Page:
Picasso paintings

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I recently read that the Picasso paintings were authentic and had been borrowed for use in this movie. Does anyone know if any of the other paintings were authentic?

-- WEP (WEP@carol.net), January 29, 1998


I don't know the answer to your question, but if the Picasso paintings are authentic, then I'm puzzled. With all of Cameron's attention to historic detail, I can't imagine him putting a famous picture-which obviously still exists-on a boat which sank. I assumed they were paintings done in the same style as the artists mentioned, but were not authentic paintings which are known to exist today. Anyone have a comment?

-- Amy M. (amym@sirius.com), January 30, 1998.

Well, I'm sure they wouldn't take authentic Monets and Picassos and dunk them in a tank of seawater!

I've read (in a couple of negative reviews) that they used **copies** of actual paintings by these and other artists. I would think, though, that Cameron would not have used known works, since the're still obviously hanging somewhere today.


-- Kip Henry (kip-henry@ouhsc.edu), January 30, 1998.

This is an answer to my own question. One of the Picasso paintings is "The Guitar Player," flown in from the Musee National d'Art Moderne, Centre Georges Pompidou, Paris.

-- WEP (WEP@carol.net), January 30, 1998.

Actually I recognized a Picasso and a Monet - I can't tell you the names of the paintings, but my daughter has a print of the water lilies and the ballet dancers were from Picasso's "blue period." Obviously the originals did not go down with the ship. Gaffe!

-- Bonney Prince (hauptman@sover.net), January 30, 1998.

now remember...the sinking boat was just a model in the movie. the rest of the movie(inside the boat) was shot separate on a dry stage. so it is quite possible(yet puzzling if true) that those were the real paintings...


-- Daxit (daxit83@hotmail.com), February 09, 1999.

The idea that Cameron would have gone as far as to acquire priceless works of art for a ten-second appearance in a movie, and that the museums that owned them would remove them from their collections to transport them to such a relatively uncontrolled environment as a soundstage in Mexico (as well as graciously removing them from their frames and cleaning them so as to appear new), is laughable. Come on, folks. Think. Take a look at the canvasses - they are obviously amateurish copies, and appear freshly painted. They had no patina of age, as you would expect - Cameron DID get that right.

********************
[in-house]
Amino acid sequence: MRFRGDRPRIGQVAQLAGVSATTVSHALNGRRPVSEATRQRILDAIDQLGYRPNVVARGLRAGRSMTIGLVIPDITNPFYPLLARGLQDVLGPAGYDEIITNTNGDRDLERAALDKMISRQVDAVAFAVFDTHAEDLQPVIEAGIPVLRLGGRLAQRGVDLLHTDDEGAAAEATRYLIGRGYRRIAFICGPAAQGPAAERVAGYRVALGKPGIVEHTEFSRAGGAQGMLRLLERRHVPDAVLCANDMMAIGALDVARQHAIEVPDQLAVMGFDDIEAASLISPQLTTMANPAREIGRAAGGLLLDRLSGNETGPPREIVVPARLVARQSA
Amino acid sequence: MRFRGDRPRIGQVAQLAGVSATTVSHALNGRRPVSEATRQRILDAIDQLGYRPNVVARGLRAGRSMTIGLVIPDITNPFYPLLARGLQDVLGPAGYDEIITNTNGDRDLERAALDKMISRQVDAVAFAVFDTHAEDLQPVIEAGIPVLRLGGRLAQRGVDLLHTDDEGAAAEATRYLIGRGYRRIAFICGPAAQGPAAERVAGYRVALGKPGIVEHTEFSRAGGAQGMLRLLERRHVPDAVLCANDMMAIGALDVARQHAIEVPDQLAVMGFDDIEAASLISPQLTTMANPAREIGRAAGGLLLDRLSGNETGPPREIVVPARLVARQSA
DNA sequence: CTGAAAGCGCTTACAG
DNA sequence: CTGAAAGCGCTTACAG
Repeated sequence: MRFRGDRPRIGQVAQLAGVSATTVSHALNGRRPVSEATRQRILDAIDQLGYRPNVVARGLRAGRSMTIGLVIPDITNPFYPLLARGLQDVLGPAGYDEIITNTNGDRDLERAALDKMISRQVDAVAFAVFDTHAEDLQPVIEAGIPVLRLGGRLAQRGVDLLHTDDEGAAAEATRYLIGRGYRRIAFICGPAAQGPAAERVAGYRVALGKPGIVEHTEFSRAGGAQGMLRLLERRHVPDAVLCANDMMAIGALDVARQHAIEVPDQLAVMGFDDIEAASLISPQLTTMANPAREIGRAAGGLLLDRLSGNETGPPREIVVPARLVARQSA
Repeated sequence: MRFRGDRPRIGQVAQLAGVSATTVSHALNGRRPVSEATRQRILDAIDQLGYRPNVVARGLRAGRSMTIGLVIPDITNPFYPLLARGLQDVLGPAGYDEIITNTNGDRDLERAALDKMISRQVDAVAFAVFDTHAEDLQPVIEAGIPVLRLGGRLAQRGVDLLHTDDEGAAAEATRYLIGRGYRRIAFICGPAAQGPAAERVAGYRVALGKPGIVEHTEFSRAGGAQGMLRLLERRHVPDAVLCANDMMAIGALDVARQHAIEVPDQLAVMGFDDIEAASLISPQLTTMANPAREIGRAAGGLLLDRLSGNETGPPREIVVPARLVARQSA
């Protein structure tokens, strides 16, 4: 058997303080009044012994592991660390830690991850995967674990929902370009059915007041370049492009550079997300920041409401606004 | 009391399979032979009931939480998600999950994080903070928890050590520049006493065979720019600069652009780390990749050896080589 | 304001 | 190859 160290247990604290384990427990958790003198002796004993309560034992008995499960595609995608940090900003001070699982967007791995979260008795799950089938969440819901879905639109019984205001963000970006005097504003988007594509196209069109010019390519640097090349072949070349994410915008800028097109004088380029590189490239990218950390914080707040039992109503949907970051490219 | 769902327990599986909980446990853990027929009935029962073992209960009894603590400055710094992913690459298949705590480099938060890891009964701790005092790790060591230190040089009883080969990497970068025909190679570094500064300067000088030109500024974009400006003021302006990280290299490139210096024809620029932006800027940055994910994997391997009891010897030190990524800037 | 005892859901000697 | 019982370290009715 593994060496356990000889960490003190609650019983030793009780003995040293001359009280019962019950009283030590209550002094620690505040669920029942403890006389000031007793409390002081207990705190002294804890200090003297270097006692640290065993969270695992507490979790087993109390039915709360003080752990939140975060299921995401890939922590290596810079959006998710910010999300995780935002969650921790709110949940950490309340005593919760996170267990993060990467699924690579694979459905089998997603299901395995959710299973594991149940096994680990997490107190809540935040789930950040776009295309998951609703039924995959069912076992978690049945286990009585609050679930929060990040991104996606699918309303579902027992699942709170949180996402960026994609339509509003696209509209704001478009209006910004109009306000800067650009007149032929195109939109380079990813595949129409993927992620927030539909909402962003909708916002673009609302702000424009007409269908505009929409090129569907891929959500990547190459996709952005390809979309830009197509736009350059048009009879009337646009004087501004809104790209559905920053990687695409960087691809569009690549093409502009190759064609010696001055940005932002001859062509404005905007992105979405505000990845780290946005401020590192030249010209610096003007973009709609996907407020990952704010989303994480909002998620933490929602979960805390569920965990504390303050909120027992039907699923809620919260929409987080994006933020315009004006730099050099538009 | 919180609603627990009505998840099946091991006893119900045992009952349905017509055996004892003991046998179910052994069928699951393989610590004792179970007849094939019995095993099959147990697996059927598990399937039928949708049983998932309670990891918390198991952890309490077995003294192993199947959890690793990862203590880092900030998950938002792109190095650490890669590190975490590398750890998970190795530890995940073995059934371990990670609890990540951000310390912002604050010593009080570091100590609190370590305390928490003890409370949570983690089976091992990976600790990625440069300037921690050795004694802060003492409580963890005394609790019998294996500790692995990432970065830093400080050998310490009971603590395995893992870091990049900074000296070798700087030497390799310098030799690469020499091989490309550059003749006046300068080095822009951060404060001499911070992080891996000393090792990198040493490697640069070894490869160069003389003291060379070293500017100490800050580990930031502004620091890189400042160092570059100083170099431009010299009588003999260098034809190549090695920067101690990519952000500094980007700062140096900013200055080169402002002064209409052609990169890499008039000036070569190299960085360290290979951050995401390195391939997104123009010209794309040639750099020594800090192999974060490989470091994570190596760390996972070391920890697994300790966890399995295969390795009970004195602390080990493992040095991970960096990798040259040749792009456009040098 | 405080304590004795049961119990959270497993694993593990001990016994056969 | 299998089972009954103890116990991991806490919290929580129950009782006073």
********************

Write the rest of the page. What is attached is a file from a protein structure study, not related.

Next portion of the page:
I take it that we are asked to assume that Picasso and Monet, having heard that their paintings, purchased by that charming young woman with an uncanny eye for great modern art who was leaving for New York on that new White Star liner (Something..."Titanic"?), were not found on the Carpathia when it docked in New York.

How did they know? This was confirmed when that caddish fiance's insurance claim adjuster wrote, inquiring as to whether they could provide some proof of purchase - the receipts would now be inaccessible in an ugly green safe somewhere at the bottom of the North Atlantic for the next 84 years. Until, that is, a 200 lb remote- controlled sub - capable of hauling a ton of chain through 100 feet of deteriorating, debris-filled passageways without hopelessly snagging itself, and with the agility to secure the chain to the 300 lb safe so it could be pulled out along these same deteriorating decks without falling through straight down to the keel - was invented. Even so, when found, the receipts would still be an illegible pile of brown goo.

But I digress.

And so, not wanting to waste a good idea, both Monet and Picasso decided to repaint the same subjects. Hey, they were running out of inspiration in the shattered world of exposed greed, overweening pride and human folly that was Post-Titanic. Being great artists, this time they decided to do a better job....

-- Dalton (foo@bar.com), February 10, 1999.

I love picassos paintings he is very athentic in his work. I have seen you put many pictures of picasso's paintings in some movies and they are very fantastic

Lindsay Norby

-- Lindsay Norby (duceswild_13@hotmail.com), September 18, 1999.

I think I heard on a review programme that they were not authentic. They are 'prefessional copies', which are apparently worth a few bob all the same.

-- Kip Webster (kipatkip@aol.com), January 25, 2000.

I don't have any answer to your question but I do have a question about a sketch a friend of mine has. It's a signed sketch by Picasso. It looks like one of King Arthur's knights. I'm trying to find the best way to sell it for her.She has no idea of the value or what to do with it, I suggested selling it but I don;t know how to go about doing that either. Can anyone out there help me out?

-- Lydia S (mandd57@bright.net), March 04, 2000.

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